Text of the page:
Time Scales of Mineral Systems—Advances in Understanding Over the Past Decade
Massimo Chiaradia, Urs Schaltegger, Richard Spikings, 2014. "Time Scales of Mineral Systems—Advances in Understanding Over the Past Decade", Building Exploration Capability for the 21st Century, Karen D. Kelley, Howard C. Golden
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The establishment of accurate time scales of mineral systems is essential to construct reliable genetic models about their formation. Time scales of fossil mineral systems are directly determined through radiometric dating of different stages of development of the mineral system. In theory, porphyry systems are, among mineral systems, those whose duration can be bracketed with most accuracy and precision, because of the universal occurrence of ore and gangue minerals that can be dated with the high precision U-Pb zircon, Re-Os molybdenite, and 40Ar/39Ar dating techniques.
Time scales of fossil porphyry systems reported in the literature range between <0.1 to >4 Ma. The long durations (>1 Ma) of magmatic-hydrothermal activity measured in several porphyry systems are likely the result of multiple magmatic pulses in agreement with field observations indicating that porphyry systems are associated with several intrusive events. Nonetheless, estimated long durations could also be affected by methodological problems. One methodological problem is the accuracy of the intercalibration among the three different methods. It has become evident during the last 15 years that 40Ar/39Ar dates are systematically younger compared to U-Pb dates. This has been attributed to incorrect values of the secondary standard (Fish Canyon Tuff sanidine), most commonly used to calculate 40Ar/39Ar ages, and/or of the 40K decay constant. Systematic cross calibrations to check the consistency between Re-Os and U-Pb dates are lacking and should also be carried out.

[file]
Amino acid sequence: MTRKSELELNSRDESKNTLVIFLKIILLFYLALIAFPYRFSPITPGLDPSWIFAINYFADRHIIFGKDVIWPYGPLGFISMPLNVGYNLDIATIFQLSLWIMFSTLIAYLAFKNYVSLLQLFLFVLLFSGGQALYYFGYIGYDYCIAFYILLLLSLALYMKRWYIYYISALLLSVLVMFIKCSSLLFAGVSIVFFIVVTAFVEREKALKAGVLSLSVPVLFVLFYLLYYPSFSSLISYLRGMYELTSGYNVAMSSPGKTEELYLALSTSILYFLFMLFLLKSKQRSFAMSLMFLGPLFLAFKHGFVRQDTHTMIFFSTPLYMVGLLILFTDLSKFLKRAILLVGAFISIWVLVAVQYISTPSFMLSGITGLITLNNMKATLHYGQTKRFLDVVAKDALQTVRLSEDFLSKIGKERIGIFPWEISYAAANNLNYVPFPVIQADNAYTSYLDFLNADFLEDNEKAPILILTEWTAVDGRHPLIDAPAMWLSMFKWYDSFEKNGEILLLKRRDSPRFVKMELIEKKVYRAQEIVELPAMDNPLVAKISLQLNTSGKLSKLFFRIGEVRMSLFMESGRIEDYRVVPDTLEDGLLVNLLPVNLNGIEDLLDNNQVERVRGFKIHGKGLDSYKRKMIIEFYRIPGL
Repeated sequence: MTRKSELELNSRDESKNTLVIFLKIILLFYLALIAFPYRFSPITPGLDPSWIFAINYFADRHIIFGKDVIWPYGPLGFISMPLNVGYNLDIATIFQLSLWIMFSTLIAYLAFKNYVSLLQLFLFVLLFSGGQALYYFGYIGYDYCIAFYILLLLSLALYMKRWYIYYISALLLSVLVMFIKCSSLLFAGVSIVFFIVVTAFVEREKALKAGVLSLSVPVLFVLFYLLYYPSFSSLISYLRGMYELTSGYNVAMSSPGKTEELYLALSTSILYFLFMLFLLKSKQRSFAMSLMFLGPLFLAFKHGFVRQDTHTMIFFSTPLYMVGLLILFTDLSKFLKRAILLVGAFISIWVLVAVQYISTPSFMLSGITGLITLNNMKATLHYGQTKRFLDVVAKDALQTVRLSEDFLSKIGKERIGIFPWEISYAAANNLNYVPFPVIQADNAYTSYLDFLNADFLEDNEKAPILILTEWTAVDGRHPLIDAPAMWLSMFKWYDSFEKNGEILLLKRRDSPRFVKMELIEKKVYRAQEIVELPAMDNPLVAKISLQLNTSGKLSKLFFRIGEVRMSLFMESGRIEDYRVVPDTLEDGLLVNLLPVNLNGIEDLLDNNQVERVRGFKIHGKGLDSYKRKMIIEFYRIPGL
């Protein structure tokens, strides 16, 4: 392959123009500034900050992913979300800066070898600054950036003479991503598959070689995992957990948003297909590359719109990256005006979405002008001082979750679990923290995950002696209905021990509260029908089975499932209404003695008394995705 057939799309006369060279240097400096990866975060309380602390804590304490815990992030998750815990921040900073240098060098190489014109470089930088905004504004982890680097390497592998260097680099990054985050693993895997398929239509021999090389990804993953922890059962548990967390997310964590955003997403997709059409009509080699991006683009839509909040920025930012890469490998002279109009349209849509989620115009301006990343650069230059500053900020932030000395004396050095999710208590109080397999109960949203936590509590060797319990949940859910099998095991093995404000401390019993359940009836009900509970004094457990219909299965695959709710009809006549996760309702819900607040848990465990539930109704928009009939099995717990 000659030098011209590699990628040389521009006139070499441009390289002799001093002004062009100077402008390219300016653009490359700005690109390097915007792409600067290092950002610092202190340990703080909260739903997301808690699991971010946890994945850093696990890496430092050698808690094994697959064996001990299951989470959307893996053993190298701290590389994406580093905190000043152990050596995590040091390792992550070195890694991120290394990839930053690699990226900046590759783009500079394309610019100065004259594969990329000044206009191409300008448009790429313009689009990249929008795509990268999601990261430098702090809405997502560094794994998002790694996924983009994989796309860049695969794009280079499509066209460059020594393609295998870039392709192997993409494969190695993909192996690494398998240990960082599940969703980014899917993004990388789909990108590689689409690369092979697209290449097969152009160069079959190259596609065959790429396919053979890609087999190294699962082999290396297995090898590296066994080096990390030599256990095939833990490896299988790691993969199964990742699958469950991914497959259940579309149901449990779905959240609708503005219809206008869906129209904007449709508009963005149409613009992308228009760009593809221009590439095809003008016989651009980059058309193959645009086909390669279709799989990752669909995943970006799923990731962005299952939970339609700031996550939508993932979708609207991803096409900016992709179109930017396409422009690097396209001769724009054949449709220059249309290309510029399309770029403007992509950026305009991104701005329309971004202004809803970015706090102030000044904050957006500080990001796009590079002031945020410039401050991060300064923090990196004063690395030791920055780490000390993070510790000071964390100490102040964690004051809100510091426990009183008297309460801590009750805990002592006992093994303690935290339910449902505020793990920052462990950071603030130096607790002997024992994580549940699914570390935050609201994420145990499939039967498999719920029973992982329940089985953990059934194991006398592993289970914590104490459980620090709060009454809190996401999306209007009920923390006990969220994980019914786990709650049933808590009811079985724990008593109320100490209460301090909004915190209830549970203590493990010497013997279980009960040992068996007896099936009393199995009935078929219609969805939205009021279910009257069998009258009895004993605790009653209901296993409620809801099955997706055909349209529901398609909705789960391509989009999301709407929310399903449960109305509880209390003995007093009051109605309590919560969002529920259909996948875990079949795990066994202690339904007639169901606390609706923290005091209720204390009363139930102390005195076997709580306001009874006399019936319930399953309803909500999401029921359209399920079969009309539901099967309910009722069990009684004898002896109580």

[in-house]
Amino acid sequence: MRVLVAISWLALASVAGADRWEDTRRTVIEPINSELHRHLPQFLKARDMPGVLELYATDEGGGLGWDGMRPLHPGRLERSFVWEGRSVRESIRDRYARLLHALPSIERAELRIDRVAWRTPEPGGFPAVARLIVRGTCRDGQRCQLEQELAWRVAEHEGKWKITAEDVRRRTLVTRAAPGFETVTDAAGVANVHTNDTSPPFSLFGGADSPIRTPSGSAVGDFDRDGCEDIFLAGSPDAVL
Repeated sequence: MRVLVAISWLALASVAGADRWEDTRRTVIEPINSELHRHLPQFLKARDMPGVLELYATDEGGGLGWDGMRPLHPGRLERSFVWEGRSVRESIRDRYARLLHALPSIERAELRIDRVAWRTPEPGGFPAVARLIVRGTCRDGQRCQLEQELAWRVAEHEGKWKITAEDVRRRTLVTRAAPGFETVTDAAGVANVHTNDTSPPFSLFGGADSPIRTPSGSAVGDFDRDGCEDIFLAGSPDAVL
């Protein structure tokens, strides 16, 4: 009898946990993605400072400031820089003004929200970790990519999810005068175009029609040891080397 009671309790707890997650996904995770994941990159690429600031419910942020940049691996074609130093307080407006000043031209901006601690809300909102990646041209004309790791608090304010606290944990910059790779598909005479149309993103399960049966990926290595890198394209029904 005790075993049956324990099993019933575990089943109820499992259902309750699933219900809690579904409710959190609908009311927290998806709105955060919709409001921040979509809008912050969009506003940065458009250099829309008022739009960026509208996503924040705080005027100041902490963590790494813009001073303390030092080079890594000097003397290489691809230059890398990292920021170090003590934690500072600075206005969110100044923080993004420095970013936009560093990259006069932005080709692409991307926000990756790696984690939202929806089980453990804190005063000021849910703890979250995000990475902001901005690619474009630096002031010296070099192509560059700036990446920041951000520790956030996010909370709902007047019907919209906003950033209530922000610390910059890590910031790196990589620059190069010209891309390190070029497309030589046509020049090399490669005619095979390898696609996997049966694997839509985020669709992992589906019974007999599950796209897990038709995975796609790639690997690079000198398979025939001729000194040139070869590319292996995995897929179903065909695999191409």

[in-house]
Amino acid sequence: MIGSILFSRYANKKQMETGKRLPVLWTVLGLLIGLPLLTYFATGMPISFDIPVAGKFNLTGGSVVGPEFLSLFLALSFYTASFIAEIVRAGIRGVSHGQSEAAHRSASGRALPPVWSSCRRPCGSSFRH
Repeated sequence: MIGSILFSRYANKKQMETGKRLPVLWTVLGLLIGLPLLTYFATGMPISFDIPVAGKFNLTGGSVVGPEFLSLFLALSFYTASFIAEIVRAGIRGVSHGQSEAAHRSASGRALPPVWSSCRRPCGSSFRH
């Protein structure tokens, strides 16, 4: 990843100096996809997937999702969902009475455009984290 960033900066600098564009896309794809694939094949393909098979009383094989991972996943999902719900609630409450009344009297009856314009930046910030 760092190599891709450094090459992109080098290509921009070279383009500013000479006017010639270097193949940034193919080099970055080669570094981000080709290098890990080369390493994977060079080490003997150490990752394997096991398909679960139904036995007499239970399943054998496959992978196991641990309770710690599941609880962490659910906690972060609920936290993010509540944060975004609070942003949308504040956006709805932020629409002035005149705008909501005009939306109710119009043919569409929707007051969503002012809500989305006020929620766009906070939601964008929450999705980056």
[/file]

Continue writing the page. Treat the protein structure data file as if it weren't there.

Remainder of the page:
Another possible cause of erroneous long durations of porphyry systems concerns the way to determine the emplacement age of the causative intrusion. The current high precision (≤0.1%) of single zircon U-Pb dating by isotope dilution-thermal ionization mass spectrometry (ID-TIMS) shows that zircon grains extracted from a single sample of intermediate/felsic magmatic rocks do not overlap in age. This is so because zircon grains record a protracted evolution of magmas within the crust lasting several hundreds of thousands of years. Under these conditions, the emplacement age of a magmatic intrusion is best approximated by the youngest ID-TIMS age measured from a population of zircon grains. In contrast, spot ages measured with in situ techniques, due to their lower precisions (1-3%), are not able to discriminate such protracted magmatic evolution recorded by different zircon grains. This allows pooling together spot ages of different zircons, resulting in a statistically significant mean age with a low uncertainty. In reality this is a mixed age that is characteristically older (by up to a few hundreds of thousands of years) than the age of the youngest single zircon grain measured by ID-TIMS. A further problem in estimating the duration of magmatic-hydrothermal activity in porphyry systems derives from the widespread use of 40Ar/39Ar dating. Because this method does not date the crystallization of a mineral but rather its cooling below its closure temperature, 40Ar/39Ar dates may be affected by (hydro-)thermal activity that postdates the mineralization.